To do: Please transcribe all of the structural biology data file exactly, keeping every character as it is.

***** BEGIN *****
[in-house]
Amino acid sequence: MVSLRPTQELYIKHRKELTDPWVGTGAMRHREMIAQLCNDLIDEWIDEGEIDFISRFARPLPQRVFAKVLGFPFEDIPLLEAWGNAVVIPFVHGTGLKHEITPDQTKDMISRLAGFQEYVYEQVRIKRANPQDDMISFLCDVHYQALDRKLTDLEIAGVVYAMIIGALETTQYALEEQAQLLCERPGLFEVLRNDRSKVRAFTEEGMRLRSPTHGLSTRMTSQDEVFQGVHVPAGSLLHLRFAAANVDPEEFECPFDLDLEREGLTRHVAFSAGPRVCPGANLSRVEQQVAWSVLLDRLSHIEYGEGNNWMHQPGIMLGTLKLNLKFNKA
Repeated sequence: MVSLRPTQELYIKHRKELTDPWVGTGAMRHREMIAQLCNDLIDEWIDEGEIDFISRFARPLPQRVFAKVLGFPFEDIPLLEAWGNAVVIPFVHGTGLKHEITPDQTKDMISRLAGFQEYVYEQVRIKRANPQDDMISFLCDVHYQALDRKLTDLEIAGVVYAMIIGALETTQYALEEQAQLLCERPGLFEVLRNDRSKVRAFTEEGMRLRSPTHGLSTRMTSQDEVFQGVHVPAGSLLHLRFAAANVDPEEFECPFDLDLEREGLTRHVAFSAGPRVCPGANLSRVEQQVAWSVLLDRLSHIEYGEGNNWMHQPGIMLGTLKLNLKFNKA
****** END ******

[in-house]
Amino acid sequence: MVSLRPTQELYIKHRKELTDPWVGTGAMRHREMIAQLCNDLIDEWIDEGEIDFISRFARPLPQRVFAKVLGFPFEDIPLLEAWGNAVVIPFVHGTGLKHEITPDQTKDMISRLAGFQEYVYEQVRIKRANPQDDMISFLCDVHYQALDRKLTDLEIAGVVYAMIIGALETTQYALEEQAQLLCERPGLFEVLRNDRSKVRAFTEEGMRLRSPTHGLSTRMTSQDEVFQGVHVPAGSLLHLRFAAANVDPEEFECPFDLDLEREGLTRHVAFSAGPRVCPGANLSRVEQQVAWSVLLDRLSHIEYGEGNNWMHQPGIMLGTLKLNLKFNKA
Repeated sequence: MVSLRPTQELYIKHRKELTDPWVGTGAMRHREMIAQLCNDLIDEWIDEGEIDFISRFARPLPQRVFAKVLGFPFEDIPLLEAWGNAVVIPFVHGTGLKHEITPDQTKDMISRLAGFQEYVYEQVRIKRANPQDDMISFLCDVHYQALDRKLTDLEIAGVVYAMIIGALETTQYALEEQAQLLCERPGLFEVLRNDRSKVRAFTEEGMRLRSPTHGLSTRMTSQDEVFQGVHVPAGSLLHLRFAAANVDPEEFECPFDLDLEREGLTRHVAFSAGPRVCPGANLSRVEQQVAWSVLLDRLSHIEYGEGNNWMHQPGIMLGTLKLNLKFNKA